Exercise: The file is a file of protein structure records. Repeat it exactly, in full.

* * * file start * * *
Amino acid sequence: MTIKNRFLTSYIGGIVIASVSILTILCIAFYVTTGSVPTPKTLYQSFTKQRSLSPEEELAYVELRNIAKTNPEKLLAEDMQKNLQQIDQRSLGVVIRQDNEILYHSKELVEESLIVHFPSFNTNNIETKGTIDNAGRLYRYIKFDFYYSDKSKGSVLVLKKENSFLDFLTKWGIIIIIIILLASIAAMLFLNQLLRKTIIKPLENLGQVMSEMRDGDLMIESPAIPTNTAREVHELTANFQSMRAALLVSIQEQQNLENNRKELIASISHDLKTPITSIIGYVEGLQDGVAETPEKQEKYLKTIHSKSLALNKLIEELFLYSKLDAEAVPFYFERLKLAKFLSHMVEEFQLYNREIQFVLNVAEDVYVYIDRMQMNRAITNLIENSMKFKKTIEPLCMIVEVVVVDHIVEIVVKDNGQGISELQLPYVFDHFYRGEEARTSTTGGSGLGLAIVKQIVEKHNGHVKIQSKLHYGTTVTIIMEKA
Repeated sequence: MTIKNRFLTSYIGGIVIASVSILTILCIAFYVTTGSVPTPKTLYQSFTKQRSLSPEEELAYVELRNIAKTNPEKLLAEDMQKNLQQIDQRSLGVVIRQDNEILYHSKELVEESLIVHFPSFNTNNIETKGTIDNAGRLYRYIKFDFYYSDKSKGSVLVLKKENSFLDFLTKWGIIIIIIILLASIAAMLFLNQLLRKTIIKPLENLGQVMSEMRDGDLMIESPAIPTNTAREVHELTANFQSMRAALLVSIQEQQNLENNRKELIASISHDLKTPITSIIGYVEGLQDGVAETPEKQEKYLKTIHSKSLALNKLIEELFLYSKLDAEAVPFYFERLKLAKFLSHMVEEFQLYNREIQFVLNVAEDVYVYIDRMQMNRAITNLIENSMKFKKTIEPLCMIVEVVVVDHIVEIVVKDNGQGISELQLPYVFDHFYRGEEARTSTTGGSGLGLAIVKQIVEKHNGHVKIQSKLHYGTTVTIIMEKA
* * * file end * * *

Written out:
Amino acid sequence: MTIKNRFLTSYIGGIVIASVSILTILCIAFYVTTGSVPTPKTLYQSFTKQRSLSPEEELAYVELRNIAKTNPEKLLAEDMQKNLQQIDQRSLGVVIRQDNEILYHSKELVEESLIVHFPSFNTNNIETKGTIDNAGRLYRYIKFDFYYSDKSKGSVLVLKKENSFLDFLTKWGIIIIIIILLASIAAMLFLNQLLRKTIIKPLENLGQVMSEMRDGDLMIESPAIPTNTAREVHELTANFQSMRAALLVSIQEQQNLENNRKELIASISHDLKTPITSIIGYVEGLQDGVAETPEKQEKYLKTIHSKSLALNKLIEELFLYSKLDAEAVPFYFERLKLAKFLSHMVEEFQLYNREIQFVLNVAEDVYVYIDRMQMNRAITNLIENSMKFKKTIEPLCMIVEVVVVDHIVEIVVKDNGQGISELQLPYVFDHFYRGEEARTSTTGGSGLGLAIVKQIVEKHNGHVKIQSKLHYGTTVTIIMEKA
Repeated sequence: MTIKNRFLTSYIGGIVIASVSILTILCIAFYVTTGSVPTPKTLYQSFTKQRSLSPEEELAYVELRNIAKTNPEKLLAEDMQKNLQQIDQRSLGVVIRQDNEILYHSKELVEESLIVHFPSFNTNNIETKGTIDNAGRLYRYIKFDFYYSDKSKGSVLVLKKENSFLDFLTKWGIIIIIIILLASIAAMLFLNQLLRKTIIKPLENLGQVMSEMRDGDLMIESPAIPTNTAREVHELTANFQSMRAALLVSIQEQQNLENNRKELIASISHDLKTPITSIIGYVEGLQDGVAETPEKQEKYLKTIHSKSLALNKLIEELFLYSKLDAEAVPFYFERLKLAKFLSHMVEEFQLYNREIQFVLNVAEDVYVYIDRMQMNRAITNLIENSMKFKKTIEPLCMIVEVVVVDHIVEIVVKDNGQGISELQLPYVFDHFYRGEEARTSTTGGSGLGLAIVKQIVEKHNGHVKIQSKLHYGTTVTIIMEKA